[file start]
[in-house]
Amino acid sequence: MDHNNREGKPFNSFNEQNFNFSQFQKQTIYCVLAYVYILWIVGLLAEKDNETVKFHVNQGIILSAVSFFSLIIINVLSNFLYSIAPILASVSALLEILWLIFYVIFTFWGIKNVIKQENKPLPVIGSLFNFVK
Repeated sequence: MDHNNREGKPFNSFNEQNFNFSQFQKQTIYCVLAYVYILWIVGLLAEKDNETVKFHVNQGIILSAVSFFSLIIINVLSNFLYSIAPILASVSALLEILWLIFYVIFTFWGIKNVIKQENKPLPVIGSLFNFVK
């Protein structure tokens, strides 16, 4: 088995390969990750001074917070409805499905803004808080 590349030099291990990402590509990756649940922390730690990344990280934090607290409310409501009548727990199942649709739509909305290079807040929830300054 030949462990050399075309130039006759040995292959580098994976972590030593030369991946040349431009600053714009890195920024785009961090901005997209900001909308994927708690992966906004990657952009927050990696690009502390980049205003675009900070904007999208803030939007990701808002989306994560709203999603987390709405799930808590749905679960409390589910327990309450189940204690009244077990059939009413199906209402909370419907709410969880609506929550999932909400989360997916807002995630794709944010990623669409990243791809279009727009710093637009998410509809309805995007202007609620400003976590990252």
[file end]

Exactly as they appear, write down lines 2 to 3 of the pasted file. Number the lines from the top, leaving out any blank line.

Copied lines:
Amino acid sequence: MDHNNREGKPFNSFNEQNFNFSQFQKQTIYCVLAYVYILWIVGLLAEKDNETVKFHVNQGIILSAVSFFSLIIINVLSNFLYSIAPILASVSALLEILWLIFYVIFTFWGIKNVIKQENKPLPVIGSLFNFVK
Repeated sequence: MDHNNREGKPFNSFNEQNFNFSQFQKQTIYCVLAYVYILWIVGLLAEKDNETVKFHVNQGIILSAVSFFSLIIINVLSNFLYSIAPILASVSALLEILWLIFYVIFTFWGIKNVIKQENKPLPVIGSLFNFVK